Local hero dog Keb continues service after retirement

Keb offering her “sit” alert on a grave at Seabeck Cemetery. (Photos courtesy Suzanne Elshult)

K9 “Keb,” the American Humane Search and Rescue 2022 Hero Dog whose adventures have been chronicled in the award-winning bestseller A Dog’s Devotion: True Adventures of a K9 Search and Rescue Team, has found a rewarding career after her retirement.

Keb and I — both Edmonds residents — spent over 13 years of active service in wilderness search and rescue, during which we deployed on over 100 missions with multiple important finds. Keb has retired from dashing through the woods, but has found an exciting new pastime that is less physically demanding. She is now certified as an Historical Human Remains Detection (HHRD) K9.

In this new role, Keb is continuing her service to our communities by using her awesome nose and specialized training to specifically find old burials, unmarked graves and scattered human bones. In recent years, HHRD K9s are playing an important role in both criminal “cold cases” and in archeological work, such as locating ancient  remains and unmarked graves. On these types of projects, Keb and I often work hand in hand with archeologists, historians and tribal liaisons.

Kili doing his “down alert” on a burial.

Keb is joined in this new field by her 4-year-old younger brother “Kili,” a bundle of K9 energy who has learned in Keb’s footsteps. Kili, Keb and I were recently deployed on a large multi-day project to determine the absence or presence of ancient Native American remains in an area where a large government construction project is taking place. Kili served as the initial search dog, with Keb providing a critical “second nose opinion” at potential find locations. On this project, Kili and Keb had several important alerts telling me that they were detecting the “odor of human remains.” The alerts are then investigated further by archeologists with ground-penetrating radar looking for disturbance of soil corroborating that there are actual burials.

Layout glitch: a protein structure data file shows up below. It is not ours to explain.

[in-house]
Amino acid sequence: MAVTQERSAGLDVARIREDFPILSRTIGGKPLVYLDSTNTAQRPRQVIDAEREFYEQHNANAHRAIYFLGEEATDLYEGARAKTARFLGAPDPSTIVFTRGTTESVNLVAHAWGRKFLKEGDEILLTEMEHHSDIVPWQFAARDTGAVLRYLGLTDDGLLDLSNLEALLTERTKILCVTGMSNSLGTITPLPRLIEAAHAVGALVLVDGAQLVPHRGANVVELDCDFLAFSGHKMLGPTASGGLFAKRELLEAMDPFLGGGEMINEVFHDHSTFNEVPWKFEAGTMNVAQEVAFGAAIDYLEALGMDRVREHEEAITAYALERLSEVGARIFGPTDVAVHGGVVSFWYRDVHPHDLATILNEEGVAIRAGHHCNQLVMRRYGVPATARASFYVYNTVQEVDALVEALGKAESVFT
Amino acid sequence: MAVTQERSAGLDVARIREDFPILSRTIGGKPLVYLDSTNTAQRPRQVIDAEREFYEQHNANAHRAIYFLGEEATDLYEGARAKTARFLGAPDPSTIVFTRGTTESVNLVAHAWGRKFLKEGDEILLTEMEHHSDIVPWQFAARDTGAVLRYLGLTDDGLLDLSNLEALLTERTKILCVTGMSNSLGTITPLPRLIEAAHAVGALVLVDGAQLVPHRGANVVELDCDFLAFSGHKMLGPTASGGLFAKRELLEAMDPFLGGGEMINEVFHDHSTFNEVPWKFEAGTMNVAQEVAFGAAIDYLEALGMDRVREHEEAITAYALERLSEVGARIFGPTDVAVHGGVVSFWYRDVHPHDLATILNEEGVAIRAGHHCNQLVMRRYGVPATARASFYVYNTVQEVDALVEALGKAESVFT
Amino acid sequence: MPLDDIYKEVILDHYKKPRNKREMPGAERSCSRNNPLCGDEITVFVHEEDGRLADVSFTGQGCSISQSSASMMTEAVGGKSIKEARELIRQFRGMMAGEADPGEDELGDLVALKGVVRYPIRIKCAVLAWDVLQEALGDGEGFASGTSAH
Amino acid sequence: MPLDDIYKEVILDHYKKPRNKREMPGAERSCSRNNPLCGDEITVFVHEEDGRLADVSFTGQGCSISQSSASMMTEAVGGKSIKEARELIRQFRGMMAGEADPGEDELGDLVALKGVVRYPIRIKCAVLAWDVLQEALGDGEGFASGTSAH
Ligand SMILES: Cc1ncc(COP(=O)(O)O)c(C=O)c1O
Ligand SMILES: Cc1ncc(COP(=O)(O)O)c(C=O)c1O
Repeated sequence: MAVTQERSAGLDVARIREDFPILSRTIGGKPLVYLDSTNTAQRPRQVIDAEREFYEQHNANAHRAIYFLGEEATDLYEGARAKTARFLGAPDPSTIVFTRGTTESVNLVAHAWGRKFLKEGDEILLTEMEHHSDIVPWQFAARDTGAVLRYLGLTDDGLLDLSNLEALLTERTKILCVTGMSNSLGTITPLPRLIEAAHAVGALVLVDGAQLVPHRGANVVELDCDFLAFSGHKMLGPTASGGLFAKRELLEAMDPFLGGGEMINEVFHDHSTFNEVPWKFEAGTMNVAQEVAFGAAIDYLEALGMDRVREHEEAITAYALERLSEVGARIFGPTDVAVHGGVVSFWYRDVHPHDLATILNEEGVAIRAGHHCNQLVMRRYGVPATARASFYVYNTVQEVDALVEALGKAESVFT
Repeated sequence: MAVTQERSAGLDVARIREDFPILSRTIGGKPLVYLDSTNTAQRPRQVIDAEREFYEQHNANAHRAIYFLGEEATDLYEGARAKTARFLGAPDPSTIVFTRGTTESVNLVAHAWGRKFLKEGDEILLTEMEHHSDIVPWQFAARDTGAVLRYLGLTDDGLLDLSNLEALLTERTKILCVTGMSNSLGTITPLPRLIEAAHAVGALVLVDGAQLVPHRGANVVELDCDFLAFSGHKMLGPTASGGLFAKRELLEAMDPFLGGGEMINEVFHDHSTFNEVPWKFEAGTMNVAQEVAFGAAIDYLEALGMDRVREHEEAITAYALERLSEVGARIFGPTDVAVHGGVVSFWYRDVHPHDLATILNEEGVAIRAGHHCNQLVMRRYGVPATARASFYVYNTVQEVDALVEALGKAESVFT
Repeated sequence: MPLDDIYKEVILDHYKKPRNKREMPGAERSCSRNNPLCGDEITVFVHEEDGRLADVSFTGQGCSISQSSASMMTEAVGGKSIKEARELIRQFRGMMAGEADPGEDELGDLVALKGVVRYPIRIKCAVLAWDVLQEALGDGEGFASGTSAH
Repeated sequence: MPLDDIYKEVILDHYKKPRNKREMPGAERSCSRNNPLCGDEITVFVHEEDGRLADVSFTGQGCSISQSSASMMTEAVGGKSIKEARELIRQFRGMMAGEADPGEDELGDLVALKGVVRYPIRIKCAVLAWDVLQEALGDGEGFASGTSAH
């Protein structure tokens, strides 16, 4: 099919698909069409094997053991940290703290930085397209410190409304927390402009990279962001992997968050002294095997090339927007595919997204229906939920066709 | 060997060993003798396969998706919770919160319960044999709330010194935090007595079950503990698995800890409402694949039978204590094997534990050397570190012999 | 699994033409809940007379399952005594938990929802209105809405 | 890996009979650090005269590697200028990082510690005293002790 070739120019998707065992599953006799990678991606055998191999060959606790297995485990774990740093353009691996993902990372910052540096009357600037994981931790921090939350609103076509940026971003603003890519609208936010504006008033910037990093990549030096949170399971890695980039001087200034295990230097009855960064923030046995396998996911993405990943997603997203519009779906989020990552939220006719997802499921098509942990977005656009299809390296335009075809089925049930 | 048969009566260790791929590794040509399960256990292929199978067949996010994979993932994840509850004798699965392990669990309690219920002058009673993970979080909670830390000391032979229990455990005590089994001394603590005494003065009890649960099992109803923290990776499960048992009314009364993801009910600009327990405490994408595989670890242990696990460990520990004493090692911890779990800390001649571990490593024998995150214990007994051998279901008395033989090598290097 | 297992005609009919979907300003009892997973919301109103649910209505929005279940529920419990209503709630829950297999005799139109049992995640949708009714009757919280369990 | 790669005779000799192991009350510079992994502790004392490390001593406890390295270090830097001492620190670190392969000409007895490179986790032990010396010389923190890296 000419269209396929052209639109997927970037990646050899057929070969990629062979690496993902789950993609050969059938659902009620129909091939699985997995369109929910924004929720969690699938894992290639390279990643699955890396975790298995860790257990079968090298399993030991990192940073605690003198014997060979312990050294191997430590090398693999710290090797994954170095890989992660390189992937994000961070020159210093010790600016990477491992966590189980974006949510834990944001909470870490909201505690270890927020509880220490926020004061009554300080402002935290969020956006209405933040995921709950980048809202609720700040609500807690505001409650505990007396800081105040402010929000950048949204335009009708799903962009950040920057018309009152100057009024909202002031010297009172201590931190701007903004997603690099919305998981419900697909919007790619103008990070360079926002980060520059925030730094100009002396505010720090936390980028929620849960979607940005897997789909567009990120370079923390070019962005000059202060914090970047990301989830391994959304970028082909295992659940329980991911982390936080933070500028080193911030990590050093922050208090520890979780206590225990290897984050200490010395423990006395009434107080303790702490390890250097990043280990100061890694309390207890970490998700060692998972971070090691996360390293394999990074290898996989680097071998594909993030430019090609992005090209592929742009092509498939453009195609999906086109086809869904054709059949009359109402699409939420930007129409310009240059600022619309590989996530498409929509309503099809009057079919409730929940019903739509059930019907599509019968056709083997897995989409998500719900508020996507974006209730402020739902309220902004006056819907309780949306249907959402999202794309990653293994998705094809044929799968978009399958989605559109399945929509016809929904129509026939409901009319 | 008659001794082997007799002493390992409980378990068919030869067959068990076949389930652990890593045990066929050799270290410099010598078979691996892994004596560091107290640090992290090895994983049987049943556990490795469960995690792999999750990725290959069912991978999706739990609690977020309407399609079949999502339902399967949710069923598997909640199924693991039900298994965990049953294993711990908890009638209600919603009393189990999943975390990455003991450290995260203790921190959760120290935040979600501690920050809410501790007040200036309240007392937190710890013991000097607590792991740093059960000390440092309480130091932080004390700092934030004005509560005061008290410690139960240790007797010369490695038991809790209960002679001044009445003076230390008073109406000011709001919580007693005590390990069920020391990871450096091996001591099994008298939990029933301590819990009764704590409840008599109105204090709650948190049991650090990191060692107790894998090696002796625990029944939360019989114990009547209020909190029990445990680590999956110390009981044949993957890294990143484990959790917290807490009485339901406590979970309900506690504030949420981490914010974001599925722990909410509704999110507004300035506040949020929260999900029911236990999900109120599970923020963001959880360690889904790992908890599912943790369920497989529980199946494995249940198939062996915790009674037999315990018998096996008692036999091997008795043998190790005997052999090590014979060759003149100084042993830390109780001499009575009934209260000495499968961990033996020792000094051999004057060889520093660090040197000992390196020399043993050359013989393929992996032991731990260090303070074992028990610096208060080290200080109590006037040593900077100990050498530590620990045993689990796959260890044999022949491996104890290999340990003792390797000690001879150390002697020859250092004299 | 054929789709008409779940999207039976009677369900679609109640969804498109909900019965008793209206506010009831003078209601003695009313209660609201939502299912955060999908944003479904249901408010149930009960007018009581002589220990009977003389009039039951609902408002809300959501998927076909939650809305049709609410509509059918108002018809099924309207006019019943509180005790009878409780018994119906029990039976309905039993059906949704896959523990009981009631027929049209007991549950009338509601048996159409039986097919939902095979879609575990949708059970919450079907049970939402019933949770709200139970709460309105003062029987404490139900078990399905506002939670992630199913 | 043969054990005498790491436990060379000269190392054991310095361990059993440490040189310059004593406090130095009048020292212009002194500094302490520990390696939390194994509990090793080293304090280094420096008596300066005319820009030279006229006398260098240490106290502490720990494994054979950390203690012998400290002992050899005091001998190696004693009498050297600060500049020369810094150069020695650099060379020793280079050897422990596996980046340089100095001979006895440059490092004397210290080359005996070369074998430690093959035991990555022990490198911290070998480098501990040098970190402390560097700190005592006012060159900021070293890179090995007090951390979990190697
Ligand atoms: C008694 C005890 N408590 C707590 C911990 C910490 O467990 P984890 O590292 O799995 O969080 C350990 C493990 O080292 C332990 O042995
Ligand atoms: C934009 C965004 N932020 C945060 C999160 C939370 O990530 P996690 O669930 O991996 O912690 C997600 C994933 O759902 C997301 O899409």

Keb, Kili and I volunteer our expertise along with our Cascadia Search Dogs team mates (with and without K9s) to support meaningful community projects that require extensive search strategy and planning expertise. This is often provided by Edmonds residents Guy Mansfield (co-author of my book) and his wife June.

Current examples include:

  • Working with the Yakama Nation Cultural Resources Management Program to search the Fort Simcoe property in Eastern Washington area for unmarked burials. Starting in the 1860s, Fort Simcoe was the site of an Indian Boarding School, where children were forcibly taken and subjected to harsh conditions as part of an “assimilation” initiative. It’s believed that some of these children may have been buried on the Fort Simcoe grounds, and Kili and Keb are helping to search for possible burial sites. We are hoping that the work we are doing with Fort Simcoe will provide a model that can be used to do similar projects at other boarding schools in the United States in years to come. There are more than 400 of them.
  • Earlier this year we started working with the Seabeck Cemetery Restoration project located on the Kitsap Peninsula. This work originates with the National Society Daughters of the American Revolution initiative to celebrate America’s 250th birthday in 2026, and the aim is to locate unmarked burials in the cemetery area.
  • And there are more projects we hope will come to fruition in the near future.
Guy Mansfield sharing his search plan with Yakama Nation Fort Simcoe Project Lead/Archeologist Jon Shellenberger.

While I am grateful to be able to wake up every morning feeling purposeful, Keb and Kili have no clue that they are making a meaningful contribution. For them it is just another day of playing their favorite game of “search – sniff – find.”

Guy Mansfield, Keb and I are available to offer presentations to community organizations on the important work we do with our detection dogs. And yes, Keb is definitely the most popular presenter, offering nudges and kisses to those who need a little love and who provide a snack.

— By Suzanne Elshult

You can reach Suzanne at selshult@hrnow.net or follow Keb on Facebook at www.facebook.com/ADogsDevotion/

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